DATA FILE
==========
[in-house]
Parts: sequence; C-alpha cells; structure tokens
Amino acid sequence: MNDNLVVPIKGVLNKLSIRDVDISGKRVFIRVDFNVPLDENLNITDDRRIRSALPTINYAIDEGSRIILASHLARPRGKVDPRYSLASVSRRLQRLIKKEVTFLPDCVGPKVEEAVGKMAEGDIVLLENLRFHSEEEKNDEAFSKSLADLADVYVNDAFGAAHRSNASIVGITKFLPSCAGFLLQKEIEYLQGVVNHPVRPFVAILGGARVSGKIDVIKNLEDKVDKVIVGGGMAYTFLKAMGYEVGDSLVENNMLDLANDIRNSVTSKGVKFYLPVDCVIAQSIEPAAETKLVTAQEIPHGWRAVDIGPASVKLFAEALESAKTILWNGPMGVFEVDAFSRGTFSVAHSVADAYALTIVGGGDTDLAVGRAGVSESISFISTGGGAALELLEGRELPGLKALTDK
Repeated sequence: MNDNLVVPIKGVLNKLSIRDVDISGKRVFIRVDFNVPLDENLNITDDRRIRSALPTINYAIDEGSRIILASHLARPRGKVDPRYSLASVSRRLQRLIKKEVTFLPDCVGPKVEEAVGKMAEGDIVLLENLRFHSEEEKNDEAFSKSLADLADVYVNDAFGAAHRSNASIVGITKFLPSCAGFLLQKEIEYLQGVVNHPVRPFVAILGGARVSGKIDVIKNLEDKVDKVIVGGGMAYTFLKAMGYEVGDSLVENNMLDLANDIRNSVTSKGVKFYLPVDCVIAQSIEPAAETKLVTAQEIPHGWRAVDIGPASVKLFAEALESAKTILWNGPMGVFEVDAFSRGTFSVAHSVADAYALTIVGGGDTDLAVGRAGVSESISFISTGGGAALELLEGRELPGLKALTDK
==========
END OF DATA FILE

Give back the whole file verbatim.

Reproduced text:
[in-house]
Parts: sequence; C-alpha cells; structure tokens
Amino acid sequence: MNDNLVVPIKGVLNKLSIRDVDISGKRVFIRVDFNVPLDENLNITDDRRIRSALPTINYAIDEGSRIILASHLARPRGKVDPRYSLASVSRRLQRLIKKEVTFLPDCVGPKVEEAVGKMAEGDIVLLENLRFHSEEEKNDEAFSKSLADLADVYVNDAFGAAHRSNASIVGITKFLPSCAGFLLQKEIEYLQGVVNHPVRPFVAILGGARVSGKIDVIKNLEDKVDKVIVGGGMAYTFLKAMGYEVGDSLVENNMLDLANDIRNSVTSKGVKFYLPVDCVIAQSIEPAAETKLVTAQEIPHGWRAVDIGPASVKLFAEALESAKTILWNGPMGVFEVDAFSRGTFSVAHSVADAYALTIVGGGDTDLAVGRAGVSESISFISTGGGAALELLEGRELPGLKALTDK
Repeated sequence: MNDNLVVPIKGVLNKLSIRDVDISGKRVFIRVDFNVPLDENLNITDDRRIRSALPTINYAIDEGSRIILASHLARPRGKVDPRYSLASVSRRLQRLIKKEVTFLPDCVGPKVEEAVGKMAEGDIVLLENLRFHSEEEKNDEAFSKSLADLADVYVNDAFGAAHRSNASIVGITKFLPSCAGFLLQKEIEYLQGVVNHPVRPFVAILGGARVSGKIDVIKNLEDKVDKVIVGGGMAYTFLKAMGYEVGDSLVENNMLDLANDIRNSVTSKGVKFYLPVDCVIAQSIEPAAETKLVTAQEIPHGWRAVDIGPASVKLFAEALESAKTILWNGPMGVFEVDAFSRGTFSVAHSVADAYALTIVGGGDTDLAVGRAGVSESISFISTGGGAALELLEGRELPGLKALTDK